Theoretical and Computational Neuroscience
Author: Facundo Emina | Email: firstname.lastname@example.org
Facundo Emina 1°2°, Sabrina Benas 1°2°, Ximena Fernandez 3°, Emilio Kropff 2°
1° Universidad de Buenos Aires. Facultad de Ciencias Exactas y Naturales. Departamento de Física, Buenos Aires, Argentina.
2° Fundación Instituto Leloir – IBBA/CONICET, Buenos Aires, Argentina.
3° Department of Mathematics, Durham University, UK.
Entorhinal grid cells use a hexagonal pattern to encode spatial information based on an animal’s location. Maps within a grid cell module share spacing and orientation, differing only in relative two-dimensional spatial phases. Feed-forward networks model grid pattern formation, with entorhinal cells assimilating spatial inputs through Hebbian plasticity. Alignment can be achieved if a two-dimensional continuous attractor recurrent connectivity is imposed. Yet, this architecture has the drawbacks of being complex to construct and rigid, allowing no deviations from the hexagonal pattern such as the ones experimentally observed.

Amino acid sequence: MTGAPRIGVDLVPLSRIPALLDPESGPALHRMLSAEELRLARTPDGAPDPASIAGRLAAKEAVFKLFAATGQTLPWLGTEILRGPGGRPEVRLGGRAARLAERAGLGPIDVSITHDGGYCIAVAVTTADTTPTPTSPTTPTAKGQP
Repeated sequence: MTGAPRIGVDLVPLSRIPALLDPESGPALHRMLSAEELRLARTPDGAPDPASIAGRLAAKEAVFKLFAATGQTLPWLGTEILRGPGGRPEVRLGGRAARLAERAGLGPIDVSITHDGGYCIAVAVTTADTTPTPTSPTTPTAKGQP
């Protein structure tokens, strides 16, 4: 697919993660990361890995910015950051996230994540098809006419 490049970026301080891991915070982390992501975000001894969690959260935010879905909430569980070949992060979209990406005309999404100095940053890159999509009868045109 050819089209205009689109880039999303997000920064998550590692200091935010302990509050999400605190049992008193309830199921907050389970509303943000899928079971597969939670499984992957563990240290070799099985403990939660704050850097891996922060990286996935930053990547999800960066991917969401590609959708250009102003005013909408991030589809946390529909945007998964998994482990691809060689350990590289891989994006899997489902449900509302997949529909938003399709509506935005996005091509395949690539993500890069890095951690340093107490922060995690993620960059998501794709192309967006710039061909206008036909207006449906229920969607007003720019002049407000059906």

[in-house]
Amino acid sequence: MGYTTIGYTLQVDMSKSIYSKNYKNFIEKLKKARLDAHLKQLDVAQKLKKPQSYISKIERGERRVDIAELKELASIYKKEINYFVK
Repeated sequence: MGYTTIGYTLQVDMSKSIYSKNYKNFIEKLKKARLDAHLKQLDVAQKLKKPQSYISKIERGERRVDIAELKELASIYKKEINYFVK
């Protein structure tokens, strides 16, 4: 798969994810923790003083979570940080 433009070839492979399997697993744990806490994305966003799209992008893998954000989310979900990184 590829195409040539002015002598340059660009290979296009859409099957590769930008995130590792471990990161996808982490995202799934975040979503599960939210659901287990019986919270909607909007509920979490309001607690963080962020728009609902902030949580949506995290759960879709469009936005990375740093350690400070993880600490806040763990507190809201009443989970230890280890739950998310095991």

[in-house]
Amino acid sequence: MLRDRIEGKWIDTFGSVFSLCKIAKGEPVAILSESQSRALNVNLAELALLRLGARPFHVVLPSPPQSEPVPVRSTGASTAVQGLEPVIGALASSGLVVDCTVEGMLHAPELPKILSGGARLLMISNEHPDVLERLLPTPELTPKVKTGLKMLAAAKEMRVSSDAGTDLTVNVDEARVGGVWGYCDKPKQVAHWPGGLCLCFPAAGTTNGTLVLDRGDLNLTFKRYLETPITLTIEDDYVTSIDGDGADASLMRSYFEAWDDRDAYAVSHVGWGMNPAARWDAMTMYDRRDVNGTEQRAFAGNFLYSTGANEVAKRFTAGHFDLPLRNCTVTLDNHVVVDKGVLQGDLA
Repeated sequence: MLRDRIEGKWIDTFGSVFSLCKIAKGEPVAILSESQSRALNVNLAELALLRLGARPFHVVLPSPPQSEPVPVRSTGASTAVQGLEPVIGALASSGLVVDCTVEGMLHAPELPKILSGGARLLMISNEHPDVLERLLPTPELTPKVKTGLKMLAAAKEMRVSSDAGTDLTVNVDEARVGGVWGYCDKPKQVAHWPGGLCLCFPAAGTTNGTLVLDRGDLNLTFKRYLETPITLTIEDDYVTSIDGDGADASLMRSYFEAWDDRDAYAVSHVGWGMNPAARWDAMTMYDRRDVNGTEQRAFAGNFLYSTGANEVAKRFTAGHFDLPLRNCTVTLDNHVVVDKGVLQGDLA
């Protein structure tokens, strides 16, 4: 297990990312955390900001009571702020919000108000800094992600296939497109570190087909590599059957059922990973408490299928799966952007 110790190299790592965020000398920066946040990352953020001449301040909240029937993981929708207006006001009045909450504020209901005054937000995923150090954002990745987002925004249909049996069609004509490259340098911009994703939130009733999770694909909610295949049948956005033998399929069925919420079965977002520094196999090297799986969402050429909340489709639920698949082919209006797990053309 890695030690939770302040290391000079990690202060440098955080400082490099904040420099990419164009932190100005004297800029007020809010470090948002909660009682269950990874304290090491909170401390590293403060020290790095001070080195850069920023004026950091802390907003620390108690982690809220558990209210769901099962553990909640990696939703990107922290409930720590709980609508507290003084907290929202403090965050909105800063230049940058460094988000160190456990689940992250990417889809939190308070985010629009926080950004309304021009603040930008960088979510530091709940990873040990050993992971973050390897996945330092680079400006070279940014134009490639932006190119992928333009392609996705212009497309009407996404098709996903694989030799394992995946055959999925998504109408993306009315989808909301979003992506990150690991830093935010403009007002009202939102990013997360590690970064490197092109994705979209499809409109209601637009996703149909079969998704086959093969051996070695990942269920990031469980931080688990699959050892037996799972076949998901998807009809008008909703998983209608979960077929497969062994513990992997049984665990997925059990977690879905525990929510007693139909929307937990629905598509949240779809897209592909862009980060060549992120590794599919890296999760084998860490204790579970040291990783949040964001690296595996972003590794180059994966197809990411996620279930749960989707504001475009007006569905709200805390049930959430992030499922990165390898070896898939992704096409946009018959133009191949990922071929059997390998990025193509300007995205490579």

Our study proposes a simpler approach: a one-dimensional attractor for grid alignment. Employing topological data analysis, population activity constitutes a torus-like sample, retaining essential architectural features. Contrary to convention, in our model, architecture and attractor representation aren’t topological identical entities, challenging prior assumptions of brain-wide attractor networks.
We also explore the possibility that one-dimensional attractors could enable path integration computations by harmonizing feed-forward and recurrent inputs along a 1D track. We discuss how extending these ideas to an open field exploration would suggest that entorhinal networks are not specifically tuned to perform 2D path integration but rather benefit from a simpler connectivity scheme which enables them to perform more flexible computations.